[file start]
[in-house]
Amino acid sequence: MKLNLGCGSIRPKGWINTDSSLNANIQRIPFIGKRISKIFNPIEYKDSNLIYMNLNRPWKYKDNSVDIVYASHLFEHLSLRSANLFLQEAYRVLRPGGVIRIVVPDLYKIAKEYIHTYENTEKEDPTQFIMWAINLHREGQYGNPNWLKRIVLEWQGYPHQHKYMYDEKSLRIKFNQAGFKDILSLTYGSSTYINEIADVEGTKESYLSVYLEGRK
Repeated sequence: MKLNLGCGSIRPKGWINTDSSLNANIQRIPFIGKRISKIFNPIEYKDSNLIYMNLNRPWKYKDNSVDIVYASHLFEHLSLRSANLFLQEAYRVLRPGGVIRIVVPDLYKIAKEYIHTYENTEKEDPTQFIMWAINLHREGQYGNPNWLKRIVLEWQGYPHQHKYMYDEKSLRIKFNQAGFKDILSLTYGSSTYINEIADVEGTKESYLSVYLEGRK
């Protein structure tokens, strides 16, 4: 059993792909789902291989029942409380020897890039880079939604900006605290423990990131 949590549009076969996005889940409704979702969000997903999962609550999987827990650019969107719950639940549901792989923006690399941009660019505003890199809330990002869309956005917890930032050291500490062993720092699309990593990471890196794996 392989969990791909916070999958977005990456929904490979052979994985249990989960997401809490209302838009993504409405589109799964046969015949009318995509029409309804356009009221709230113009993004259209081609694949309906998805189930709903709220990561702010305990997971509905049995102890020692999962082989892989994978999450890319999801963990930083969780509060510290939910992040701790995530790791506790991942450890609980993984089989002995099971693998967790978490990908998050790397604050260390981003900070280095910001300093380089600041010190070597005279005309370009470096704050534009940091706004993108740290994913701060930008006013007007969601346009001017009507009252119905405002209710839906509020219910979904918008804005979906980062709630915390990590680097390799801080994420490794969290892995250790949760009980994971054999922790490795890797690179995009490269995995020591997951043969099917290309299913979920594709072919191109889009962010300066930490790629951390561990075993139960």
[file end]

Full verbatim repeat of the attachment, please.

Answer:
[in-house]
Amino acid sequence: MKLNLGCGSIRPKGWINTDSSLNANIQRIPFIGKRISKIFNPIEYKDSNLIYMNLNRPWKYKDNSVDIVYASHLFEHLSLRSANLFLQEAYRVLRPGGVIRIVVPDLYKIAKEYIHTYENTEKEDPTQFIMWAINLHREGQYGNPNWLKRIVLEWQGYPHQHKYMYDEKSLRIKFNQAGFKDILSLTYGSSTYINEIADVEGTKESYLSVYLEGRK
Repeated sequence: MKLNLGCGSIRPKGWINTDSSLNANIQRIPFIGKRISKIFNPIEYKDSNLIYMNLNRPWKYKDNSVDIVYASHLFEHLSLRSANLFLQEAYRVLRPGGVIRIVVPDLYKIAKEYIHTYENTEKEDPTQFIMWAINLHREGQYGNPNWLKRIVLEWQGYPHQHKYMYDEKSLRIKFNQAGFKDILSLTYGSSTYINEIADVEGTKESYLSVYLEGRK
């Protein structure tokens, strides 16, 4: 059993792909789902291989029942409380020897890039880079939604900006605290423990990131 949590549009076969996005889940409704979702969000997903999962609550999987827990650019969107719950639940549901792989923006690399941009660019505003890199809330990002869309956005917890930032050291500490062993720092699309990593990471890196794996 392989969990791909916070999958977005990456929904490979052979994985249990989960997401809490209302838009993504409405589109799964046969015949009318995509029409309804356009009221709230113009993004259209081609694949309906998805189930709903709220990561702010305990997971509905049995102890020692999962082989892989994978999450890319999801963990930083969780509060510290939910992040701790995530790791506790991942450890609980993984089989002995099971693998967790978490990908998050790397604050260390981003900070280095910001300093380089600041010190070597005279005309370009470096704050534009940091706004993108740290994913701060930008006013007007969601346009001017009507009252119905405002209710839906509020219910979904918008804005979906980062709630915390990590680097390799801080994420490794969290892995250790949760009980994971054999922790490795890797690179995009490269995995020591997951043969099917290309299913979920594709072919191109889009962010300066930490790629951390561990075993139960």